I love film. I started shooting film as a kid and shot film thru college until I moved to digital. I still have my very first film camera, a Pentax ME-Super, however that camera doesn’t see as much use as some of my other film cameras that I tend to use on a regular basis. Shooting film will show you down. The workflow is not quick and intuitive like shooting digital. Most of my film cameras are 100% manual. That means no light meter, no auto focus. It’s amazing how with digital, we’ve come to rely on the camera’s built-in light meter. And how much easier it is to shoot with auto focus. And that LCD display on the back of the camera! We take a shot and then, bam, we can see exactly what we got. Not so easy with film.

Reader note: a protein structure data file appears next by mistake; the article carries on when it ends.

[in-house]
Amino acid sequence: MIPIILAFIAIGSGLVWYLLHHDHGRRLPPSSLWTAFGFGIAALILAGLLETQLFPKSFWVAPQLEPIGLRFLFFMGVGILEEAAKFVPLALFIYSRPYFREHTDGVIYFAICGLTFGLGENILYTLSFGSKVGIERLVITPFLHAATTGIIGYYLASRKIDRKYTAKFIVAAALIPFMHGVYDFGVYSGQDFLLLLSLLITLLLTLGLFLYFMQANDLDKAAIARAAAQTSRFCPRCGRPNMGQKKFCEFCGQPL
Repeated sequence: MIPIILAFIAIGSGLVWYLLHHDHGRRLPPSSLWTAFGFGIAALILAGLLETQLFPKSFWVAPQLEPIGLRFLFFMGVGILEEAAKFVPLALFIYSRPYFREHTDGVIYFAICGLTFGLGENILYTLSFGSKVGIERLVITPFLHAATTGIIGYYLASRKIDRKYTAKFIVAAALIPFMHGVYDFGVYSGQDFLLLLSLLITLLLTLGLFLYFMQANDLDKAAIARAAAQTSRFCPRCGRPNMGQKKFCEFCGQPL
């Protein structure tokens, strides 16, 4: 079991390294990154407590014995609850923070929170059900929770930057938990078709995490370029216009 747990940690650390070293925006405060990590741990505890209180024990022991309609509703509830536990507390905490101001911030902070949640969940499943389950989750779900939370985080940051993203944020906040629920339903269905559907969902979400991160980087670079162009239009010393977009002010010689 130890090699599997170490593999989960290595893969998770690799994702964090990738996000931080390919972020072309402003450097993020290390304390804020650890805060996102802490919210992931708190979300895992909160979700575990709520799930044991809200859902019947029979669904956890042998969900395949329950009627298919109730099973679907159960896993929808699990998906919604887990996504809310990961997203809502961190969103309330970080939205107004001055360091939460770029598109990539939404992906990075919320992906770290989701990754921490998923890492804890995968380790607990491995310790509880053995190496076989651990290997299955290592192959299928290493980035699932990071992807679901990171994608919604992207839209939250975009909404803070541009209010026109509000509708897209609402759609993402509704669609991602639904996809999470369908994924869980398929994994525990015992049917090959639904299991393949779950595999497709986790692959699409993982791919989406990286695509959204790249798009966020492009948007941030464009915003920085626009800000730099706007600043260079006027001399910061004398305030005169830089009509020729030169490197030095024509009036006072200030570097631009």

So… am I suggesting you run out and buy a film camera and film? Well, unless you’re super-curious, it’s a fairly big undertaking. First off, there’s the cost. What formerly was relatively inexpensive and the standard for photography, has now become more of a niche market. Lot’s of great film is no longer manufactured. Lots of great cameras are no longer manufactured. In fact, most camera manufacturers have abandoned film for digital, however film is still alive and kicking. All I’m saying is for you to be prepared. Be prepared to mess up and be prepared to be amazed.
So a little food for thought before you run out and buy a film camera or load film into that old camera you have laying around or was handed down to you. I think shooting film can help make you a better photographer, but it’s up to you to weigh the pros and cons before you take the plunge.
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